Most municipalities expect budget deficit: ‘Situation untenable’

Eight out of ten municipalities expect a budget deficit for 2021, which says auditing and consultancy firm BDO based on an analysis of the annual accounts of all 355 municipalities for 2019, and the budgets for 2021.

โ€œ Last year we already warned about it,โ€ says Rob Bouman chairman of the government industry group of BDO. โ€œThis is a financial peat fire. The situation is untenable.โ€

The total deficit in municipalities is projected at โ‚ฌ1.3 billion. There are major differences between regions. Municipalities in Flevoland are relatively well. Municipalities in Zeeland have the most difficult.

Youth care and daytime activities

The main cause of this decline is the increasing expenditure in the social domain, such as benefits, youth care and daily spending, says BDO. Almost 40 percent of municipal spending goes there.

According to Bouman, the concrete consequences of these deficits are that services in the social domain are shrink. โ€œDemente elderly people can, for example, rely on the Social Support Act, for day spending. When finances are tight, a congregation can say: dont go there for three days, but, for example, only one day.โ€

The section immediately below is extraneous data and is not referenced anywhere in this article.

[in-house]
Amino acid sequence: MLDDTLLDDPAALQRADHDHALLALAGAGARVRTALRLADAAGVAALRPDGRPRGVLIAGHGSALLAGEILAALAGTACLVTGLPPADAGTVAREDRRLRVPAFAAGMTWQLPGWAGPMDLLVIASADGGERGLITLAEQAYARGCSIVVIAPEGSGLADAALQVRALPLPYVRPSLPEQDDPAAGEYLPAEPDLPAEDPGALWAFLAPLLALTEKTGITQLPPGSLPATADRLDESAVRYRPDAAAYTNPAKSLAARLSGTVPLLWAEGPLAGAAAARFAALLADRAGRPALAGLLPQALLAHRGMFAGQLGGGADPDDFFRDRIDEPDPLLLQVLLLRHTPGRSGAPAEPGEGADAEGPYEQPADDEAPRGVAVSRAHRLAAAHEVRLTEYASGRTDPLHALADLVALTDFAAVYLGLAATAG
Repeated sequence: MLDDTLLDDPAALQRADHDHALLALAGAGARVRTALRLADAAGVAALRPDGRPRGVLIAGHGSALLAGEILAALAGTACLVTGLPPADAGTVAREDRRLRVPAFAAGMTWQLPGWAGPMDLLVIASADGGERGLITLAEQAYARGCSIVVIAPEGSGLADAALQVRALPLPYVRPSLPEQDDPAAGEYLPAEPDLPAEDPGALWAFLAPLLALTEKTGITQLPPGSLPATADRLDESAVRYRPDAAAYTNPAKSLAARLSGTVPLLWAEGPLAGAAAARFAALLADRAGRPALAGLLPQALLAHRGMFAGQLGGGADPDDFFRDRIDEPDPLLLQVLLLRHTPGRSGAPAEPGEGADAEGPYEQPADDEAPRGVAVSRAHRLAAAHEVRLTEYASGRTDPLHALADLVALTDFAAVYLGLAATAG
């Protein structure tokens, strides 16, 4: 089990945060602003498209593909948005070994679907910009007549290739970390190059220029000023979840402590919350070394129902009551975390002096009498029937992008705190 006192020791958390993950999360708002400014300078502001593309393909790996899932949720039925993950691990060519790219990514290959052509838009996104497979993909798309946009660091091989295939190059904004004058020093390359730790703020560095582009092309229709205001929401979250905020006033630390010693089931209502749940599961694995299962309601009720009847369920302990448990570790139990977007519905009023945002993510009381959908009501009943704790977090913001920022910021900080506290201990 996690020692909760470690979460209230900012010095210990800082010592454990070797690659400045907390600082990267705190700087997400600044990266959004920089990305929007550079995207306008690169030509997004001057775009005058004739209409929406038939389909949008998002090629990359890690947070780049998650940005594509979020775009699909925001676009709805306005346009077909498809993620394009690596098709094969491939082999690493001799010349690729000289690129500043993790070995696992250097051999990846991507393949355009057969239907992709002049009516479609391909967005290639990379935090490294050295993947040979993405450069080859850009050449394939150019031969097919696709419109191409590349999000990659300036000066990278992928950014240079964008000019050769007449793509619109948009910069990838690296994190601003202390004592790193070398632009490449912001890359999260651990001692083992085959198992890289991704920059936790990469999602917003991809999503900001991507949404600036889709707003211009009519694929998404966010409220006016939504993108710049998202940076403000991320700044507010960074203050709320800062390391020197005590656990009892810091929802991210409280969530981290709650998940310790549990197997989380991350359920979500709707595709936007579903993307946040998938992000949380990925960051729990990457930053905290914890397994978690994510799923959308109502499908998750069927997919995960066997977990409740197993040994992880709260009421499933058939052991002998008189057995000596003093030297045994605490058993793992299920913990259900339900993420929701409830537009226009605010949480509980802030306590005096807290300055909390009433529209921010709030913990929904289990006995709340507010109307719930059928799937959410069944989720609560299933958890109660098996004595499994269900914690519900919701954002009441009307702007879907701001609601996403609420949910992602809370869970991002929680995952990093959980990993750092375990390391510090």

In 2018, the majority of municipalities were already struggling with deficits, around 58 percent. That increased to 65 percent in 2019. The annual accounts of 2020, the corona year, are not yet finished and are therefore not included in this study. According to BDO, the coronacrisis is on top of already gloomy prospects.

Corona leads to higher expenditure, such as enforcement, and lower revenues. There are fewer visitors in municipalities, which means that tourist and parking taxes are partially eliminated. Municipalities are also responsible for implementing the aid scheme for self-employed workers, the TOZO.

Municipalities also receive support from the Kingdom, but according to BDO, it is questionable whether this aid will reimburse everything. The office also points to hidden costs for municipalities, such as additional losses for cultural institutions and increased pressure on the social domain if the crisis lasts longer.